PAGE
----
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The purpose of inversion is to determine the limits of prediction for model testing and risk assessment given the state of our knowledge (knowledge in the form of model assumptions, accuracy, and precision, and in the form of data distributions, types, accuracy, and precision). Inversion is a tool for making decisions. Should we do inversion? Are current models and assumptions sufficient to solve posed problems, or do we need to develop a new model? Are currently available data sufficient, or do we need to collect more or different data? And how do we decide?

The above plethora of queries arose during the committee discussions as general concerns, as did a large number of more specific questions. We record in Appendix 1 all of the questions that arose because the committee deliberations did not allow time for complete resolution of all issues. We recorded all of the questions in the hope that some, at least, will be answered in the future.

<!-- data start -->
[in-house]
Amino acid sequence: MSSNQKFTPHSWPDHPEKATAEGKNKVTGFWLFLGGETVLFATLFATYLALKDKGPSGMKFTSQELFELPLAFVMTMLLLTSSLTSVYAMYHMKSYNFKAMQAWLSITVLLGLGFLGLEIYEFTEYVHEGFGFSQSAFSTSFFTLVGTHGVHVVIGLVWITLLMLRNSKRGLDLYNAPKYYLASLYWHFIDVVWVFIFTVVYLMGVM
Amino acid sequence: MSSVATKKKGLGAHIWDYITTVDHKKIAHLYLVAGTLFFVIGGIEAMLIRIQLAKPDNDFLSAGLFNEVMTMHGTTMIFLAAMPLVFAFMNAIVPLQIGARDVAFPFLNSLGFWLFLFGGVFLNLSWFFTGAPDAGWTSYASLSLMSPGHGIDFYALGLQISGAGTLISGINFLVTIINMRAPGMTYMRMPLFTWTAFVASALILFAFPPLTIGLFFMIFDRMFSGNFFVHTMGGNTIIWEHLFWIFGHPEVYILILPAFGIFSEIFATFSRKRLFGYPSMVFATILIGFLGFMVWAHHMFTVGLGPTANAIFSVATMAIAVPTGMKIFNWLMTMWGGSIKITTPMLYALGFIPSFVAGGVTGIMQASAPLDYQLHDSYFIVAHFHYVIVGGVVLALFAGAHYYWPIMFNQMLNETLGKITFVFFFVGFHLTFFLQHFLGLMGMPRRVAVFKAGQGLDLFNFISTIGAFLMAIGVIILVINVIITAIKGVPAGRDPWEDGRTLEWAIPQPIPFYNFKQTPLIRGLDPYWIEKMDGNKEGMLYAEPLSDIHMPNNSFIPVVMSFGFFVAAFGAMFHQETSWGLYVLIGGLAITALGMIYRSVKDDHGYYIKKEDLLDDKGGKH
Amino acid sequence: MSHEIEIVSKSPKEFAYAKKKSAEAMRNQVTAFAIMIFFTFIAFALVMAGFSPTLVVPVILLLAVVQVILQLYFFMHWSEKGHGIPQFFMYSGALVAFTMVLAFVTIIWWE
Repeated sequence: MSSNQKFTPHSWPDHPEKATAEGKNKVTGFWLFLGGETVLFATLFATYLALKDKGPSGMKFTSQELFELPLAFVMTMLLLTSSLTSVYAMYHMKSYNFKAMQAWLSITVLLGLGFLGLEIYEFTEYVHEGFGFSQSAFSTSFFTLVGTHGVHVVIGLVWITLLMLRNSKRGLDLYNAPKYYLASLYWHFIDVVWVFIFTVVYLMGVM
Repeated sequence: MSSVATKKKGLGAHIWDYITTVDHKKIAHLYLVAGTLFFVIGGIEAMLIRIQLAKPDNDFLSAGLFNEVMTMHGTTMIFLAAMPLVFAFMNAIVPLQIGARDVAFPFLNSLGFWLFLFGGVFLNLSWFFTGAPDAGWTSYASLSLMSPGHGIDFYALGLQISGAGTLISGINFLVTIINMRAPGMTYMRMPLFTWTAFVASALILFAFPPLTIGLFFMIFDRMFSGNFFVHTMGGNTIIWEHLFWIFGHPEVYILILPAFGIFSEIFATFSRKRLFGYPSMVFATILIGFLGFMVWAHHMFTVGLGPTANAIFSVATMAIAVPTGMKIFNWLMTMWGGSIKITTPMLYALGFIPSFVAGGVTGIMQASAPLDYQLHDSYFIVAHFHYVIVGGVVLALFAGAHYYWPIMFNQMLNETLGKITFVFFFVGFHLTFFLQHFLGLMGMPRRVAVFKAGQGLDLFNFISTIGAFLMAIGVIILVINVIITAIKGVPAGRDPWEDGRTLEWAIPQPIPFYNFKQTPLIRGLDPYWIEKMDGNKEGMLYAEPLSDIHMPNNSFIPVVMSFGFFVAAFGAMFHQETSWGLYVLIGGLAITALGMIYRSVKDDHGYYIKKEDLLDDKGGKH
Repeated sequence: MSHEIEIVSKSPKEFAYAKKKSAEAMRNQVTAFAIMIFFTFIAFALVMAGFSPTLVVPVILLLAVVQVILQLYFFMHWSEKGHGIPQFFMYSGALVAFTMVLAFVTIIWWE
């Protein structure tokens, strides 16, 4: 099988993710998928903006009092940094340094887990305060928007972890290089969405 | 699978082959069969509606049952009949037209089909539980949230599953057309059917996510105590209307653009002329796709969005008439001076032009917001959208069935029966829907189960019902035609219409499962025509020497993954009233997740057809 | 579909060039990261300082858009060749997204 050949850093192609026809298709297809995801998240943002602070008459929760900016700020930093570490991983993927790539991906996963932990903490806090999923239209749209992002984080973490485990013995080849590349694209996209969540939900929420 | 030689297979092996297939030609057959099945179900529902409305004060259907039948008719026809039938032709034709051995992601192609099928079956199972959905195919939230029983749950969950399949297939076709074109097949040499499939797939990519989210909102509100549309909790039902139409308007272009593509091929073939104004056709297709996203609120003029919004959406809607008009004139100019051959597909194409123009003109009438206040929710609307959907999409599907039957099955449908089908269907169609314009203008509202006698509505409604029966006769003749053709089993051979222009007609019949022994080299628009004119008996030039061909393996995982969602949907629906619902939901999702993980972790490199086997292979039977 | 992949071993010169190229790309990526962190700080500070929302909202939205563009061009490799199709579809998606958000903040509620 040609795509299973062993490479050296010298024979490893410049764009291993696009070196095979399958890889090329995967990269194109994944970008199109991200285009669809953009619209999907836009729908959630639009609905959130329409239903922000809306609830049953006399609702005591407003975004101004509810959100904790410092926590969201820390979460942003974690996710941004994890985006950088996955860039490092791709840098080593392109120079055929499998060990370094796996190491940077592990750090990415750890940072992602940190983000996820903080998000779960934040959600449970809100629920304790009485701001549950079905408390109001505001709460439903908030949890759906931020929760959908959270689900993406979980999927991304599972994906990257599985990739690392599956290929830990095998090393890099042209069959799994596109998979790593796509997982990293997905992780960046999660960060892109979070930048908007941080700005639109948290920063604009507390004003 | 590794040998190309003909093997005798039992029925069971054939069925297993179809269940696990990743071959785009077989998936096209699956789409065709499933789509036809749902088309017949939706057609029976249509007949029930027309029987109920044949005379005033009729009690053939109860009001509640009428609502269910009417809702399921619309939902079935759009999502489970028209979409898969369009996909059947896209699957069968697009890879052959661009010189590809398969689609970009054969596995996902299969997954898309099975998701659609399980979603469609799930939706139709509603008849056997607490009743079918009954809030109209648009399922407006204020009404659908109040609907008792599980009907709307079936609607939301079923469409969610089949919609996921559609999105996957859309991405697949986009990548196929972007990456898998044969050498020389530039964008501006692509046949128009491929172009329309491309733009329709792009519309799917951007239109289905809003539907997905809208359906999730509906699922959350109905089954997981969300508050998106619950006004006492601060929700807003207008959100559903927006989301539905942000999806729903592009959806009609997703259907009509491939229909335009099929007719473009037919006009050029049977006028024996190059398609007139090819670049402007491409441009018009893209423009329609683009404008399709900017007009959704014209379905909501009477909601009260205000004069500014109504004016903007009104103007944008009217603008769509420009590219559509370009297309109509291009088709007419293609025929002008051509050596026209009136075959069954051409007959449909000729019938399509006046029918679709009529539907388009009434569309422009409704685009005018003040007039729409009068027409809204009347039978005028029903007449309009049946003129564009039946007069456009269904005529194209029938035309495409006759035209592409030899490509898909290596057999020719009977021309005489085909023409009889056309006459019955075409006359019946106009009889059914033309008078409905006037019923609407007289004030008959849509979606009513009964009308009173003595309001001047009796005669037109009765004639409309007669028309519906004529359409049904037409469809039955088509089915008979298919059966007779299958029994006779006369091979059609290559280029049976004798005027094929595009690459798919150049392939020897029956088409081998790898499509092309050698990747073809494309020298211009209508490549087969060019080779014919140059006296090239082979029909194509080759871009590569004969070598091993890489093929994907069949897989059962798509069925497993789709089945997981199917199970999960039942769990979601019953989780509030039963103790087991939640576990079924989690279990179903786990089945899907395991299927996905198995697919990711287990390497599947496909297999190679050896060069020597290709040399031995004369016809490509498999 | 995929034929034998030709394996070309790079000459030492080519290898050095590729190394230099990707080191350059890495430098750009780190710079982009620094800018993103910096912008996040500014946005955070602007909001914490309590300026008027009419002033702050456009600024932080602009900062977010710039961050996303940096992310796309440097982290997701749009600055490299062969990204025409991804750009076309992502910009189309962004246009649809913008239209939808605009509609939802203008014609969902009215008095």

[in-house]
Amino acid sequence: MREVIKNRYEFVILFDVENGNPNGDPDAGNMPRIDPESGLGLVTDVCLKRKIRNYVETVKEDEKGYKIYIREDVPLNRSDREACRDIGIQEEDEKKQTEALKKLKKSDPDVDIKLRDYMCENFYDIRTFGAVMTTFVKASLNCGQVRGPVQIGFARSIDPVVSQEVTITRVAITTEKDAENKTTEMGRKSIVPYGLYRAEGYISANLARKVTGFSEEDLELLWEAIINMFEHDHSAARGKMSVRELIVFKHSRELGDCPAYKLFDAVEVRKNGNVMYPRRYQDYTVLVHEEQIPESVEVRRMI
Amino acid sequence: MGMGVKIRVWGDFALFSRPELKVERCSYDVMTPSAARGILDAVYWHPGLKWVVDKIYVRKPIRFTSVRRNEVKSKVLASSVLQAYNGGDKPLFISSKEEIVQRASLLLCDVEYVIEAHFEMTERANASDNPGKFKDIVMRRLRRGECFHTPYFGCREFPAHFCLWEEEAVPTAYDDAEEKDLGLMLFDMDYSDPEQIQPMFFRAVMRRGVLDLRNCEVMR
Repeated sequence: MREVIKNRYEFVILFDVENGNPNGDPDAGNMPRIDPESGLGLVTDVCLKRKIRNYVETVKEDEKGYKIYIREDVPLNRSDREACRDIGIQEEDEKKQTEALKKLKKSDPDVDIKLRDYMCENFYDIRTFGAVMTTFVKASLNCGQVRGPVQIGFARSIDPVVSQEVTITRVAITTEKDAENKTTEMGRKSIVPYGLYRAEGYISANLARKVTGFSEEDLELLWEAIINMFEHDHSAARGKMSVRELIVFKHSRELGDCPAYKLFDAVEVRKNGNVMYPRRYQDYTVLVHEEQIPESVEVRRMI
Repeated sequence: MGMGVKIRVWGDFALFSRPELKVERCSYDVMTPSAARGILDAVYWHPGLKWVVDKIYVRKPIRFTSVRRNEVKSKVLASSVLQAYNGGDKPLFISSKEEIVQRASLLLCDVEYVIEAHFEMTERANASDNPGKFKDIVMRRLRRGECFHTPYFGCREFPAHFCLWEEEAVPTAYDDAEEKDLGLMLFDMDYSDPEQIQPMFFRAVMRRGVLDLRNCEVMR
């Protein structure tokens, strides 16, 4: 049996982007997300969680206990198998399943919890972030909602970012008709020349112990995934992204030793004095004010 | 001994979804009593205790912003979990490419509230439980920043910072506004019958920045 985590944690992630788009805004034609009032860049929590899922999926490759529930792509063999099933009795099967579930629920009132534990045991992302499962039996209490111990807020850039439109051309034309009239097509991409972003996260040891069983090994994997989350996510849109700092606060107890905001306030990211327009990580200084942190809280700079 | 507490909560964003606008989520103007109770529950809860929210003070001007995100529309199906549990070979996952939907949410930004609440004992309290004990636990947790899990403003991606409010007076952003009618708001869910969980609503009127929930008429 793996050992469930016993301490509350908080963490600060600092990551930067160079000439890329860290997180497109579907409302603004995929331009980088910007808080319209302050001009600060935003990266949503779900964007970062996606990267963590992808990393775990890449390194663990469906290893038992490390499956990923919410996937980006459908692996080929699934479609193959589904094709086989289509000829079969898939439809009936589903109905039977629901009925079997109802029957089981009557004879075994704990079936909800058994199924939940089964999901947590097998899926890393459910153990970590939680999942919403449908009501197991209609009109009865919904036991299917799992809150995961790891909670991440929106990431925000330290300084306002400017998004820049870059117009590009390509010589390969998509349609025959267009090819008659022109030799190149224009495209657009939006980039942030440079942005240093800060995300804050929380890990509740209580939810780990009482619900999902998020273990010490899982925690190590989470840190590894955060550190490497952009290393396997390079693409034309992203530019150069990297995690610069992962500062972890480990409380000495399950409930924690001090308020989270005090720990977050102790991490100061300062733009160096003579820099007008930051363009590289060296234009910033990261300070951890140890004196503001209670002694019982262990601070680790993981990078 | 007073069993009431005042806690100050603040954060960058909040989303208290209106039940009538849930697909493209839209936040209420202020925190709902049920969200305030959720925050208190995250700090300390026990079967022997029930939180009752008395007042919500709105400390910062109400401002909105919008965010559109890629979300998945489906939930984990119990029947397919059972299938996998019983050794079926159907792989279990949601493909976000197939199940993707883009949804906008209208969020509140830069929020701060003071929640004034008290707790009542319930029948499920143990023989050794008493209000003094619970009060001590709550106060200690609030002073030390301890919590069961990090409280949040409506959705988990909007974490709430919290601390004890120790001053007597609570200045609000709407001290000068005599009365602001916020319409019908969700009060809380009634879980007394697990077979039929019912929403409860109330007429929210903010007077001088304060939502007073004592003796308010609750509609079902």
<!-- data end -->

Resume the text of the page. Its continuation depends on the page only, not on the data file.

The question list of Appendix 1 is far too long to address in detail, so the committee focused on attempts to provide some pragmatic rules of operation to guide the actual technical use of inverse modeling. Although the rules set down in this paper are not a universal panacea, they do represent considerable practical experience with inverse models. As such, they are useful guides as one struggles to determine the strengths and weaknesses of inverse modeling.

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